Vascularized and functional human liver was generated from transplantation of an iPSC-derived organ bud

Posted by & filed under Part 02: PERSPECTIVES.

The first demonstrating of a functional human organ (i.e. liver) generated from pluripotent stem cells has been recently reported in Nature. Specified hepatic cells (immature endodermal cells destined to track the hepatic cell fate), endothelial cells and mesenchymal cells self-organized into three-dimensional liver buds in vitro that were transplanted in recipient mice. The vasculature of liver bud transplants became functional by connecting to the host vessels within 48 hours. The formation of functional vasculatures stimulated the maturation of liver buds into tissue resembling the adult liver. The transplanted liver tissue performed liver-specific functions such as protein production and human-specific drug metabolism without recipient liver replacement. Furthermore, transplantation of such liver buds rescued the drug-induced lethal liver failure model. This proof-of-concept demonstration of organ-bud transplantation provides a promising approach for regenerative medicine.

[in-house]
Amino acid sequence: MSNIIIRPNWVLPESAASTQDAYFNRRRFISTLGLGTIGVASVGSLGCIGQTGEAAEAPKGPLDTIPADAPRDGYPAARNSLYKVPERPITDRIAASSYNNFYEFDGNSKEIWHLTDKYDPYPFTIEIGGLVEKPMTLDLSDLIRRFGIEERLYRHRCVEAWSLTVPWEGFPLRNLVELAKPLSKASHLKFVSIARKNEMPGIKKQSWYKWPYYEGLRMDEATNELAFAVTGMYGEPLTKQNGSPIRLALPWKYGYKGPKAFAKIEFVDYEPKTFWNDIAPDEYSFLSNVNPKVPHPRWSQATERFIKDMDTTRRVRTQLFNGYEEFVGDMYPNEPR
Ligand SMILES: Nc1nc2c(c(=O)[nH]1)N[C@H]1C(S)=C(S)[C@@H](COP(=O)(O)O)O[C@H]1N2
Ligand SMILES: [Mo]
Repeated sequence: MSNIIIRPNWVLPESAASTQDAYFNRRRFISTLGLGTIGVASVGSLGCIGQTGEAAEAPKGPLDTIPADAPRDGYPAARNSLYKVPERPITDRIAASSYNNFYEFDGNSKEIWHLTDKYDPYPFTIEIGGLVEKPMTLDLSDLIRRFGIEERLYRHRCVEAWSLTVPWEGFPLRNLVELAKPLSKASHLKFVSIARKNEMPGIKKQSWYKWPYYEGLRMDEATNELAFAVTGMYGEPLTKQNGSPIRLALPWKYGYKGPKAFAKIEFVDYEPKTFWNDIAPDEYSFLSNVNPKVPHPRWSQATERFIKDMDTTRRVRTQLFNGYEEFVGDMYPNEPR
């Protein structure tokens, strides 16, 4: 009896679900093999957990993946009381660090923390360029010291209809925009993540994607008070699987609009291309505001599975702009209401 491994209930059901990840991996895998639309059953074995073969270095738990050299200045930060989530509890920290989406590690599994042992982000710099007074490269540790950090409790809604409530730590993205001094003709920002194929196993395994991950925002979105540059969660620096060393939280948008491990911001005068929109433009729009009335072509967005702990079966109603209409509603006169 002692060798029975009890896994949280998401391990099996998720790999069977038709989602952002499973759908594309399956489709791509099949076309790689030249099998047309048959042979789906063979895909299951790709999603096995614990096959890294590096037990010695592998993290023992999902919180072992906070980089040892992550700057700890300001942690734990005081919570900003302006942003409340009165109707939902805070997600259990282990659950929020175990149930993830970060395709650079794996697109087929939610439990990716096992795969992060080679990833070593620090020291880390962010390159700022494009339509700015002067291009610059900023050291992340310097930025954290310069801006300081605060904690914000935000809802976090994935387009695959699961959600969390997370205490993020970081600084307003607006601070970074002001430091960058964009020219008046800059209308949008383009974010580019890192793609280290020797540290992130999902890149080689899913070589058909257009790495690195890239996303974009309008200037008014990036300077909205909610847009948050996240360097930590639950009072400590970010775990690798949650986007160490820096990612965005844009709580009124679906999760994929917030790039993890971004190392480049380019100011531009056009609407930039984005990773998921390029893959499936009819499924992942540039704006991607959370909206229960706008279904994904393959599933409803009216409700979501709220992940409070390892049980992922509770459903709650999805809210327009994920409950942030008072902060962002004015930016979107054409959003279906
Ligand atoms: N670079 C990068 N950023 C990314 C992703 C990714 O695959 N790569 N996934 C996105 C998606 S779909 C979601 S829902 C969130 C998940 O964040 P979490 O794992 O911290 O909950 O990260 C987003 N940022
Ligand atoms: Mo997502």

Posted by Nicola Brunetti-Pierri, MD

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